(64) Unconditional Acceptance

At first unconditional acceptance is not directed to the other, but to yourself. When you fully trust yourself and accept completely who you are including all your limitations, only then you are able to accept another unconditionally.

Onvoorwaardelijke acceptatie - shutterstock_223911598 - reducedOn the Internet you can find many definitions of acceptance. The definition of acceptance that comes closest to the intention of this month’s blog is, in my opinion, unquestionable.

In our daily practice we often accept events without really thinking about it. For example, the queue at the cash register, or a traffic jam, or a delay in the public transport.

It also happens that we accept under certain conditions. You’ve put your heart into the making of a meal for a special occasion. When buying the necessary ingredients, you may find these not good enough or maybe even too expensive. At that (same) moment you may consider how to prepare that meal in a different way.

We also say that we accept a situation, but in reality we don’t. How often does one hear at funerals people saying to the widow(er) that they will come and see him or her, or that he or she must join them for dinner. The thing is, it hardly happens. In comparison the phrase “a ceiling made from glass” which is in use in companies, I use the phrase “a door made from glass” for people who lost a dear one. People accept that the relation between you and your partner doesn’t exist anymore, and yet… they avoid you.

Unconditional means without conditions or without making demands. Unconditional also means without limitation, or without consideration, or without hesitation. Sometimes it also means blindly, or absolute, or pure.

Acceptance is not simple in itself, but when it is unconditional it becomes very difficult. What about for example “I accept you unconditional!” In other words, “I accept you without hesitation and consideration who you are, what you are, and what you have done and do. It doesn’t matter, I accept you blindly without any limitation… always!”

You might say “Yes, but, experience or history taught…” When you say words like these then at that same moment you don’t accept unconditional.

Maybe you can define unconditional acceptance also as pure love. A form of love that is attributed to the very Highest in believe systems. That doesn’t mean that unconditional acceptance is impossible for us humans… on the contrary. It may not be pure, but some of us come very close. Think for instance at the love of a mother for her child. Or think of the unconditional acceptance of two lovers; lovers who trust each other blindly.

At first unconditional acceptance is not directed to the other, but to yourself. When you fully trust yourself and accept completely who you are including all your limitations, only then you are able to accept another unconditionally. That is quite a bit!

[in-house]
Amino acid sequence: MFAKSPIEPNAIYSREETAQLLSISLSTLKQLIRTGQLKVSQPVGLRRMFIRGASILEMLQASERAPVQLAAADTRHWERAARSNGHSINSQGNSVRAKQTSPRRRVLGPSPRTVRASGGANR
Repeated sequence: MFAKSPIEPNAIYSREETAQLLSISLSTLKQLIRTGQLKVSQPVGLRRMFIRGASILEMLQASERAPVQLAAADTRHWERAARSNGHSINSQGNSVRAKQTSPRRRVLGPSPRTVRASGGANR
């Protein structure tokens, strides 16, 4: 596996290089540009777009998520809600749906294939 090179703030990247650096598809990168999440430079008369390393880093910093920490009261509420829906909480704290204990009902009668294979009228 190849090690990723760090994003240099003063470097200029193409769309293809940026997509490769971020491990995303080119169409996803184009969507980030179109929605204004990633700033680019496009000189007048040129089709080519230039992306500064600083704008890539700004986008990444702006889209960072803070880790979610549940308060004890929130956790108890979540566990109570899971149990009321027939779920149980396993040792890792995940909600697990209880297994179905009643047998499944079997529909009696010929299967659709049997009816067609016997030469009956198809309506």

Two lovers who trust each other blindly come, in my opinion, regarding unconditional acceptance a long way. And the deeper their relation becomes the closer those people come to the real meaning of unconditional acceptance of each other. Isn’t that awesome!

However, how awesome this is for these two people, when such a relation is broken for whatever reason, the grief of such a loss is immeasurable. The processing of that grief will take “a while.” It may be even the case that at some point in time others are beginning to wander why the grief has not been processed. But on the other hand those others should also be able to accept that (unconditional).

(3) Somebody I Met

She asked me about my children and my relationship. I told her about the loss of my two buddies. My daughter, when she was 21 years and my wife, my Soul Mate, after 35 years of marriage. She was shocked and she was deeply impressed. She wanted to understand how I dealt with a situation like that.

The restaurant I had chosen for dinner was full. There was a long waiting queue. That’s what you get when you don’t make a reservation. Anyway, there was one seat free at the bar and the waitress suggested to take that one. I was alone and the choice was easily made.

The free seat was sitting between a man and a woman. The man next to me was in a deep business conversation with his partner and nobody seemed to exist around them. The woman next to me turned out to be alone and was in deep thought. Eventually we started to talk. She was traveling on business and she missed her children. She told me that as a result of a car accident she had lost the love of her life years ago. She was still devastated. The relationship lasted about eighteen months. “Only eighteen months” she said.

She asked me about my children and my relationship. I told her about the loss of my two buddies. My daughter, when she was 21 years and my wife, my Soul Mate, after 35 years of marriage. She was shocked and she was deeply impressed. She wanted to understand how I dealt with a situation like that. What had happened to me was so much worse than in her case, she told me. She thought at that moment that she actually had no right to grief because the sadness of another was many times worse than hers.

She lost me for a moment. How can you even think like this? Finally I found the words. Mourning or grief is not a competition! One has not more or less grief than somebody else. It feels how it feels. It doesn’t matter how long it was ago and it doesn’t matter how long the duration of the relation was between them. Her sorrow was just as concrete and just as deep as mine. Who is the person that says there is a difference? There is no difference!

It doesn’t matter. Her sorrow was just as deep as mine. She felt a bit relieved, a bit happier. Her sorrow did not change but, more importantly it helped her to put things in a different perspective, to be able to talk about it and to share.